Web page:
Uber has been ordered to pay $20 million to settle allegations that it duped people to become drivers by misleading them about how much they could earn. The settlement, announced Thursday, shows most Uber drivers were making far less than it told drivers online, and drivers ended up paying far more to lease cars than Uber claimed.
"Many consumers sign up to drive for Uber, but they shouldn't be taken for a ride about their earnings potential or the cost of financing a car through Uber," said Jessica Rich, director of FTC's the Bureau of Consumer Protection.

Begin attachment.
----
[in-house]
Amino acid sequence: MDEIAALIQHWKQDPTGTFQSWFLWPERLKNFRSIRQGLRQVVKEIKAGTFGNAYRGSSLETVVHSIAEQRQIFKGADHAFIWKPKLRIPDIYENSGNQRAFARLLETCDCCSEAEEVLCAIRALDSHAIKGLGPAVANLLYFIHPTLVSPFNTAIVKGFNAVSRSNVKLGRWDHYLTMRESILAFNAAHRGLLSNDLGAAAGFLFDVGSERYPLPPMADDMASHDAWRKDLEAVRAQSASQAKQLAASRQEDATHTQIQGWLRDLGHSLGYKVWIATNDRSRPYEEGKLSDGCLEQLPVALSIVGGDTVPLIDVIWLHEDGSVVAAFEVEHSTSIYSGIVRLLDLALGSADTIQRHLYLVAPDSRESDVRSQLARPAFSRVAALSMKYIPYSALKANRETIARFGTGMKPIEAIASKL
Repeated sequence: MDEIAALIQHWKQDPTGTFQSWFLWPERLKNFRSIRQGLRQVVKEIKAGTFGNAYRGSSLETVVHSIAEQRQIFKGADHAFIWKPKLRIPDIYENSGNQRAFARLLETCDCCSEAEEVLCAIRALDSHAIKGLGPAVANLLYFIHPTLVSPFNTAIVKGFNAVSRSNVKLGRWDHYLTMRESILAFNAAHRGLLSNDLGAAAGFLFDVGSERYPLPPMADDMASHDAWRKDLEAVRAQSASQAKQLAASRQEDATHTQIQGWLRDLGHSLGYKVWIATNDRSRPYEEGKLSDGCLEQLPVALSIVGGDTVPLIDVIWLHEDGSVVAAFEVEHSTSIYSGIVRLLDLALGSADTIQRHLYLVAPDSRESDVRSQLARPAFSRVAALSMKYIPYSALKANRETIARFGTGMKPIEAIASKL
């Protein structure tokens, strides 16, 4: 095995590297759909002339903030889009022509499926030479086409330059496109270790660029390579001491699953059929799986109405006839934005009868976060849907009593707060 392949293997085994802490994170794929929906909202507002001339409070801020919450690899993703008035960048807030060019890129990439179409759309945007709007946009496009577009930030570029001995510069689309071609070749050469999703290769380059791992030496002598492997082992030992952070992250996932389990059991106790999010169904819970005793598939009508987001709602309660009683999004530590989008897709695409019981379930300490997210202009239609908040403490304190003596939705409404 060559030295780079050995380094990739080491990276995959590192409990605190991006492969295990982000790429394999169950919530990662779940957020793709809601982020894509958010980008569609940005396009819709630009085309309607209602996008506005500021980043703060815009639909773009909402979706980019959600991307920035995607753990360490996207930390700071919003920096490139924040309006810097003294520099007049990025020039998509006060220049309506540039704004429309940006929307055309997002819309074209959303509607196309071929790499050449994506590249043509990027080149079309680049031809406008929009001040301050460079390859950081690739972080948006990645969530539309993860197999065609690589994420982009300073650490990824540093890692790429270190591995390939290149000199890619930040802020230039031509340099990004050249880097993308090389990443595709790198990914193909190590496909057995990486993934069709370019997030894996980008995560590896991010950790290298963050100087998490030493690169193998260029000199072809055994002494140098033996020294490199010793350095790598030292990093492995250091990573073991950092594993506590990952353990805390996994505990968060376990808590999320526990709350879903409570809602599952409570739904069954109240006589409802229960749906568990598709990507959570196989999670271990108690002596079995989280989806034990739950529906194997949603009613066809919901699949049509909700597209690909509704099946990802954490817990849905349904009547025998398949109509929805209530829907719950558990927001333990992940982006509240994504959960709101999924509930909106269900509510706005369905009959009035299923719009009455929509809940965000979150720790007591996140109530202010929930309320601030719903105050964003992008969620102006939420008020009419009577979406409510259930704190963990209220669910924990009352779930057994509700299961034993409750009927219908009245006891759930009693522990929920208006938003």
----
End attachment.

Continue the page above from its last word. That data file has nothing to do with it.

In one statement on Uber's site from May 2015 through August 2015, CEO Travis Kalanick boasted that the mid-range income of New York City drivers was more than $90,000. But the FTC found the actual income was just $61,000.
Uber said it was pleased to put the dispute behind it, saying it has "made many improvements to the driver experience" over the past year.
Court documents didn't make clear how much drivers could expect to make on the payout.
The Associated Press contributed to this report.